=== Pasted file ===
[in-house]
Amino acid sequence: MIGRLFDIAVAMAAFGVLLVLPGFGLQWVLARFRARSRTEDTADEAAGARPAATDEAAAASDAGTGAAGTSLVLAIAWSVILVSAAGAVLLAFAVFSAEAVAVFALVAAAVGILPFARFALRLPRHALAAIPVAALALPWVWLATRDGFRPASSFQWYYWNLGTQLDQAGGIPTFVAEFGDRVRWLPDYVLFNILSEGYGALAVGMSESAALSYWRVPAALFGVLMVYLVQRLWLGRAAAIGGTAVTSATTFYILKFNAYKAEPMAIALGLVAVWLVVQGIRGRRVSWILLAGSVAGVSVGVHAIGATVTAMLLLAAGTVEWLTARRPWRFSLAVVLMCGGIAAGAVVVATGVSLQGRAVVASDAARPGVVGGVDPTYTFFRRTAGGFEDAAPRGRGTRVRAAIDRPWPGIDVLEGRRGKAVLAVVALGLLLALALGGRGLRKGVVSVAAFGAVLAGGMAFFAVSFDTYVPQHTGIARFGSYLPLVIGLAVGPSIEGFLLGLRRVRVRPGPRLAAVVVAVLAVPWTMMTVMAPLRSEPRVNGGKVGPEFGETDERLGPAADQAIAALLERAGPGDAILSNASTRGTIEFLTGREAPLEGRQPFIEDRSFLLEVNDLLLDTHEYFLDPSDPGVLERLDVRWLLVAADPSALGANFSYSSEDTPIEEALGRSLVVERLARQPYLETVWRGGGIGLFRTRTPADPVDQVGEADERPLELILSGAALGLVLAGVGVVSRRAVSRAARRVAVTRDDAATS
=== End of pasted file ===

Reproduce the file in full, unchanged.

[in-house]
Amino acid sequence: MIGRLFDIAVAMAAFGVLLVLPGFGLQWVLARFRARSRTEDTADEAAGARPAATDEAAAASDAGTGAAGTSLVLAIAWSVILVSAAGAVLLAFAVFSAEAVAVFALVAAAVGILPFARFALRLPRHALAAIPVAALALPWVWLATRDGFRPASSFQWYYWNLGTQLDQAGGIPTFVAEFGDRVRWLPDYVLFNILSEGYGALAVGMSESAALSYWRVPAALFGVLMVYLVQRLWLGRAAAIGGTAVTSATTFYILKFNAYKAEPMAIALGLVAVWLVVQGIRGRRVSWILLAGSVAGVSVGVHAIGATVTAMLLLAAGTVEWLTARRPWRFSLAVVLMCGGIAAGAVVVATGVSLQGRAVVASDAARPGVVGGVDPTYTFFRRTAGGFEDAAPRGRGTRVRAAIDRPWPGIDVLEGRRGKAVLAVVALGLLLALALGGRGLRKGVVSVAAFGAVLAGGMAFFAVSFDTYVPQHTGIARFGSYLPLVIGLAVGPSIEGFLLGLRRVRVRPGPRLAAVVVAVLAVPWTMMTVMAPLRSEPRVNGGKVGPEFGETDERLGPAADQAIAALLERAGPGDAILSNASTRGTIEFLTGREAPLEGRQPFIEDRSFLLEVNDLLLDTHEYFLDPSDPGVLERLDVRWLLVAADPSALGANFSYSSEDTPIEEALGRSLVVERLARQPYLETVWRGGGIGLFRTRTPADPVDQVGEADERPLELILSGAALGLVLAGVGVVSRRAVSRAARRVAVTRDDAATS